Ségolène lives in Guadaloupe and regularly sends haikus to a local poet, Gaston Grandpré. Bilodo finds her letters thrilling and chastely arousing. So taken is he with this unknown and far off woman, he fails to register the interest of the very real Tania, a waitress at his favourite lunchtime haunt.

When Grandpré is knocked down in the act of attempting to post a letter to Ségolène, Bilodo’s life changes and what was a ritualistic pleasure becomes a dangerous obsession. Driven by the desire to take over the correspondence with Ségolène, he has to learn everything he can about the art of the seventeen-syllable haiku and the longer more sensual tanka. As Bilodo immerses himself in the poetic forms, the reader too learns about Japanese culture and poetry.

The Peculiar Life of a Lonely Postman is a strangely delightful little book. Though told mainly in prose, sometimes the short poems themselves carry the story. The torrid lovemaking shown entirely through a series of exchanged tankas has to be the funniest literary orgasm since the Nausicca scene in Ulysses. I do hope the emphasis on poetry doesn’t put anyone off, though – this little novel is a fast read and it sweeps nimbly along to its inevitable conclusion. Philosophical, circular and implacable it reflects Bilodo’s life and the lives of those who may emulate him. Step off the wheel, it seems to say, and avoid the mistakes of repetition and blinkered infatuation with that which is not real.

You’ll enjoy this if you like: Quirky flights of fancy with a touch of zen.

Avoid if you dislike: Japanese poetry.

Ideal accompaniments: Ceremonial tea taken while wearing a kimono; traditional Japanese koto music.

Genre: Literary Fiction. Poetry.

Available from Amazon

The Winged Horse (Legends of the Five Directions Book 2: East) by C.P. Lesley

Reviewer: Liza Perrat, author of Spirit of Lost Angels and Wolfsangel

What we thought: Like C.P. Lesley’s first book, The Golden Lynx, of her Legends Of The Five Directions series, the author once again brings to life 16th century Russia via a Mongol horde, in this exciting tale of marriage, murder and mysticism.

Upon his deathbed, Bahadur Bey, leader of a horde of nomadic Tatars, makes the clan leaders swear to accept Ogodai, son of his blood brother Bulat Khan (descendent of Genghis Khan), as the horde’s new overlord. It is also agreed that Bahadur Bey’s daughter, Firuza will become Ogodai’s chief wife.

Tulpar, Bulat’s estranged son, arrives on the scene, and attempts to stake claim to the horde and also to Firuza. The conflict, plotting and intrigue begins: brother against brother in a struggle for both power and wife.

Firuza, no great beauty, but determined and intelligent, can choose either Ogodai or Tulpar, but the man who wins her must also accept her on an equal footing. Firuza’s struggle evokes the feisty women of this era, who refused to be treated as pawns, preferring to control their own destiny.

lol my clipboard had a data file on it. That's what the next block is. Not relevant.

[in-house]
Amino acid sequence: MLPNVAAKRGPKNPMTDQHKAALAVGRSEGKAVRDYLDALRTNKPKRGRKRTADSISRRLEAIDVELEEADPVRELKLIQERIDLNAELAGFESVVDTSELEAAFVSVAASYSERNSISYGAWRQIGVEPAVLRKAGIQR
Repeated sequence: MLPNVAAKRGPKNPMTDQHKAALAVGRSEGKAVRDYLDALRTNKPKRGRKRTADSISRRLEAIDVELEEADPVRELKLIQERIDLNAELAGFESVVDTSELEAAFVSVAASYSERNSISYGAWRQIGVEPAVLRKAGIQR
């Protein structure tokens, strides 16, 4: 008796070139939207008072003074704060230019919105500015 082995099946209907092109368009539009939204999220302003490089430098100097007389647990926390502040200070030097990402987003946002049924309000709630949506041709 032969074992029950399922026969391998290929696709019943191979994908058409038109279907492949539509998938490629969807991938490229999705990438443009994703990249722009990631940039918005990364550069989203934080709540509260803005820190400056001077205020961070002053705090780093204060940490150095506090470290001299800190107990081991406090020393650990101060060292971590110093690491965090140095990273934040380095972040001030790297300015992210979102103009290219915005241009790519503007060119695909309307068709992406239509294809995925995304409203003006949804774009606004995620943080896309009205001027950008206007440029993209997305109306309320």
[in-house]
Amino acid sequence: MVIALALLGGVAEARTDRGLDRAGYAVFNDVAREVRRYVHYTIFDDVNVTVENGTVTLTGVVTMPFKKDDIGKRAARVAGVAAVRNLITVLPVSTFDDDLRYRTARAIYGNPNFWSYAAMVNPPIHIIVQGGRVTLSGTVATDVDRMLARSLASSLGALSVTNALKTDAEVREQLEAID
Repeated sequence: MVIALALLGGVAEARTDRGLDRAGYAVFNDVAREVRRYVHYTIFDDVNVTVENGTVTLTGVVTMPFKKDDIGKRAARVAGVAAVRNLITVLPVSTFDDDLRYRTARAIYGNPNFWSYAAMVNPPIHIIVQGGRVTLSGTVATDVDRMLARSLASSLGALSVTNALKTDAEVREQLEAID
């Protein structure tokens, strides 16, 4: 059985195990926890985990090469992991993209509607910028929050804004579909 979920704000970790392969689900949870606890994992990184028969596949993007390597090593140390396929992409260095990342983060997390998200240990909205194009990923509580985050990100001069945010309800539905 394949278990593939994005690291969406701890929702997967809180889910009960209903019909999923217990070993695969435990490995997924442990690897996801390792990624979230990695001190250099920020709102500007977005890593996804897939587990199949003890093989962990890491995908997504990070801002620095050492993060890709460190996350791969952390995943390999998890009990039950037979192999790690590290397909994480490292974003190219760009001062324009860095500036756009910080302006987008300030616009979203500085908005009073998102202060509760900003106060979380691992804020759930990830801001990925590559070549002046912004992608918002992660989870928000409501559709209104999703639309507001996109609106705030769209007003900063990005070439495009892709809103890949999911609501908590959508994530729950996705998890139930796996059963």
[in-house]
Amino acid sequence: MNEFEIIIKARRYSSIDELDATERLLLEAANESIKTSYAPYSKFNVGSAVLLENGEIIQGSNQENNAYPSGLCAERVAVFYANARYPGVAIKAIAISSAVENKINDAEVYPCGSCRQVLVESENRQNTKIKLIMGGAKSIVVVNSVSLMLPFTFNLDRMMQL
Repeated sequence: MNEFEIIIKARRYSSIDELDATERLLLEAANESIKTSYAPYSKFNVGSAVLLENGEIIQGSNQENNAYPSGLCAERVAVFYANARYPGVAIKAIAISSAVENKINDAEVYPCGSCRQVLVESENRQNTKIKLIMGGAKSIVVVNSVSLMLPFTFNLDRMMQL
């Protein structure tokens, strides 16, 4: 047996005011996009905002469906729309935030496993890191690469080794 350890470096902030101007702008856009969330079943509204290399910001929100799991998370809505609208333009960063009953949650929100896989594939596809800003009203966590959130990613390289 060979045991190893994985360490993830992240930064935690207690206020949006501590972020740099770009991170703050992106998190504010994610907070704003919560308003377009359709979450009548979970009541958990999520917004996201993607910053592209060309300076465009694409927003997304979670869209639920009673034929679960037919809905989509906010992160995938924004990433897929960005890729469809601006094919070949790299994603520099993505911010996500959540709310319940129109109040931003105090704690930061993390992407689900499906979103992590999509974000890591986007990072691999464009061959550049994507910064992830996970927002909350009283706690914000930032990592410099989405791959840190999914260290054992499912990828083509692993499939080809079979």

The Winged Horse sweeps the reader five centuries into the past in a well-told and swiftly-paced tale rich with culture and evocative description. It is also a tale of romance, and of horses. Amongst other horse lore, there is Firuza’s Turkmen palomino and Tulpar, the winged horse, who carried dying souls to the celestial hunting grounds.

As with C.P. Lesley’s first book in this series, I have once again thoroughly enjoyed learning more about the Tatars of 16th century Russia, and I would highly recommend The Winged Horse to historical fiction fans.

You’ll enjoy this if you like: murder mysteries and tales of romance and adventure that feature strong women, wrestling, horse races, and an Arabic-chanting shaman dressed in ragged skins.

Avoid if you don’t like: action-packed, fast-paced historical political intrigue.

Ideal accompaniments: hot soup (şulpa) washed down with a large glass of vodka.

Genre: Historical Fiction.

Available from Amazon

Any Other Mouth by Anneliese Mackintosh

Reviewer: John D Rutter

What we thought: You’ve arrived in Manchester, it’s raining of course, so you dash into the Cornerhouse because that’s where culturally aware people like you drink their lattes and herbal tea. You take off the coat that makes you look like a writer (you hope) and drape your scarf over the back of an uncomfortable chair. As you open your copy of the latest critically acclaimed book by that great new author that you are obliged to read your eyes catch a splinter of colour from the young woman at the next table.

She too is pretending to read and doing it with such conviction that you wonder if she might be an actor. She has short hair in a bold bottled colour which you guess changes frequently. Her extravagant tattoos clash with the neatness of her teeth. You realise you have been staring when she says, “hello” in a voice that suggests expensive schools.